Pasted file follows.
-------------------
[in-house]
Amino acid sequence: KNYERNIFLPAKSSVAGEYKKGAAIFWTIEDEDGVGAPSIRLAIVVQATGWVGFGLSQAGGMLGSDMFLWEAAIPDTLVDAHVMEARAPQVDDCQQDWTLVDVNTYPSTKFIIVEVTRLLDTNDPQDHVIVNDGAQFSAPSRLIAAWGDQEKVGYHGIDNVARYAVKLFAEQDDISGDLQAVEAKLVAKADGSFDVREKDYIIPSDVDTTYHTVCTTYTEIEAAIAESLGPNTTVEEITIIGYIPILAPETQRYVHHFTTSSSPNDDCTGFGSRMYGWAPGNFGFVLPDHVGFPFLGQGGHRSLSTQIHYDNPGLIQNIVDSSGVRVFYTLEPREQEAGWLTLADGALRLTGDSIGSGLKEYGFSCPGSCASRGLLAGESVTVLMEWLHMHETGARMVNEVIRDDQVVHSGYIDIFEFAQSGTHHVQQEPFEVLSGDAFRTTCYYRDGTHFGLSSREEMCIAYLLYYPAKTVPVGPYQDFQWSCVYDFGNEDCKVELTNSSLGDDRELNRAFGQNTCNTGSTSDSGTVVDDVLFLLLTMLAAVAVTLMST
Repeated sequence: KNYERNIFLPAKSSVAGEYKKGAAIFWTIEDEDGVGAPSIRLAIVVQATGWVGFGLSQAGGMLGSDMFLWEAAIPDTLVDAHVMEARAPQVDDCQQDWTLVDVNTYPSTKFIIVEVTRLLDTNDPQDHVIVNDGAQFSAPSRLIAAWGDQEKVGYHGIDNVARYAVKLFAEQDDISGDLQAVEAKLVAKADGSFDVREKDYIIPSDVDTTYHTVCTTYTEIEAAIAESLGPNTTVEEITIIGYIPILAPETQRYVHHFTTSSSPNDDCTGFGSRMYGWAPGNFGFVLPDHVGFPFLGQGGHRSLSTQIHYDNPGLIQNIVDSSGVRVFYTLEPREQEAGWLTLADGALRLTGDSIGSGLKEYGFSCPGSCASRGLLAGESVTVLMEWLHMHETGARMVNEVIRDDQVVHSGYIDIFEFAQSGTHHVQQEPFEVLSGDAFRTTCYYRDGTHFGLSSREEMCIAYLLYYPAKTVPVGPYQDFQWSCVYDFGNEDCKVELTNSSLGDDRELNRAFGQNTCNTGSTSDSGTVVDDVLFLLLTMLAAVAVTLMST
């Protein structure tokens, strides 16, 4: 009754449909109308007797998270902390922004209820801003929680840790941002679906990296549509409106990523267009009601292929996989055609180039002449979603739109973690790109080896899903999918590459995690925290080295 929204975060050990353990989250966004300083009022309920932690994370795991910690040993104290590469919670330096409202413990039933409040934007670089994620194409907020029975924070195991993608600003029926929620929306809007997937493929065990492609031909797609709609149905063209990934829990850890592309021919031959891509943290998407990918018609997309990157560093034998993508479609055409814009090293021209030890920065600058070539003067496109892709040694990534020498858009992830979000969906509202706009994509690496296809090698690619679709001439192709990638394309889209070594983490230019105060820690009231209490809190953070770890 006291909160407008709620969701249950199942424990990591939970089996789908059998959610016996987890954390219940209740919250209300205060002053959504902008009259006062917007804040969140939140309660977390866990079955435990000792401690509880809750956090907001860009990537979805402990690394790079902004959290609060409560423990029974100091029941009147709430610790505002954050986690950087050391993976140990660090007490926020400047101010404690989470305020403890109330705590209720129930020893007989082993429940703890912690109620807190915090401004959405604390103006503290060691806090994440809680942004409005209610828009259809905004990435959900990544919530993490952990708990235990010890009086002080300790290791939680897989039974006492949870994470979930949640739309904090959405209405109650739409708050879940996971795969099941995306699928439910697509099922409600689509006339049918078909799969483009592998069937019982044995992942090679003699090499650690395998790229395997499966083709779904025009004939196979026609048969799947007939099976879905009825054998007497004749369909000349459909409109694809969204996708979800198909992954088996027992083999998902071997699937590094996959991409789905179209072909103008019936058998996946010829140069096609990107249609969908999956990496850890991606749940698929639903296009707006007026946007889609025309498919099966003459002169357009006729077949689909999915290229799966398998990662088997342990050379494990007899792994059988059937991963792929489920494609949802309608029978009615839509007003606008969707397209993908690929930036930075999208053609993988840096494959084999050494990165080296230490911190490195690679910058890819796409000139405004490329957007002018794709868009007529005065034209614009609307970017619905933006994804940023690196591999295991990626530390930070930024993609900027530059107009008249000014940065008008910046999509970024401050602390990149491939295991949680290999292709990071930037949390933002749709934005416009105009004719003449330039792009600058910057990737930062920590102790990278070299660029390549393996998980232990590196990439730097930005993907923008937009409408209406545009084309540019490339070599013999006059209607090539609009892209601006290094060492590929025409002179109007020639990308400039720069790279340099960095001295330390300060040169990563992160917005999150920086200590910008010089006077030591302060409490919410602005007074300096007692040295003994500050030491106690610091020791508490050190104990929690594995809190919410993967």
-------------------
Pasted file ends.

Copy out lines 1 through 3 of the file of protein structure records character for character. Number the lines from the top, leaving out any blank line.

[in-house]
Amino acid sequence: KNYERNIFLPAKSSVAGEYKKGAAIFWTIEDEDGVGAPSIRLAIVVQATGWVGFGLSQAGGMLGSDMFLWEAAIPDTLVDAHVMEARAPQVDDCQQDWTLVDVNTYPSTKFIIVEVTRLLDTNDPQDHVIVNDGAQFSAPSRLIAAWGDQEKVGYHGIDNVARYAVKLFAEQDDISGDLQAVEAKLVAKADGSFDVREKDYIIPSDVDTTYHTVCTTYTEIEAAIAESLGPNTTVEEITIIGYIPILAPETQRYVHHFTTSSSPNDDCTGFGSRMYGWAPGNFGFVLPDHVGFPFLGQGGHRSLSTQIHYDNPGLIQNIVDSSGVRVFYTLEPREQEAGWLTLADGALRLTGDSIGSGLKEYGFSCPGSCASRGLLAGESVTVLMEWLHMHETGARMVNEVIRDDQVVHSGYIDIFEFAQSGTHHVQQEPFEVLSGDAFRTTCYYRDGTHFGLSSREEMCIAYLLYYPAKTVPVGPYQDFQWSCVYDFGNEDCKVELTNSSLGDDRELNRAFGQNTCNTGSTSDSGTVVDDVLFLLLTMLAAVAVTLMST
Repeated sequence: KNYERNIFLPAKSSVAGEYKKGAAIFWTIEDEDGVGAPSIRLAIVVQATGWVGFGLSQAGGMLGSDMFLWEAAIPDTLVDAHVMEARAPQVDDCQQDWTLVDVNTYPSTKFIIVEVTRLLDTNDPQDHVIVNDGAQFSAPSRLIAAWGDQEKVGYHGIDNVARYAVKLFAEQDDISGDLQAVEAKLVAKADGSFDVREKDYIIPSDVDTTYHTVCTTYTEIEAAIAESLGPNTTVEEITIIGYIPILAPETQRYVHHFTTSSSPNDDCTGFGSRMYGWAPGNFGFVLPDHVGFPFLGQGGHRSLSTQIHYDNPGLIQNIVDSSGVRVFYTLEPREQEAGWLTLADGALRLTGDSIGSGLKEYGFSCPGSCASRGLLAGESVTVLMEWLHMHETGARMVNEVIRDDQVVHSGYIDIFEFAQSGTHHVQQEPFEVLSGDAFRTTCYYRDGTHFGLSSREEMCIAYLLYYPAKTVPVGPYQDFQWSCVYDFGNEDCKVELTNSSLGDDRELNRAFGQNTCNTGSTSDSGTVVDDVLFLLLTMLAAVAVTLMST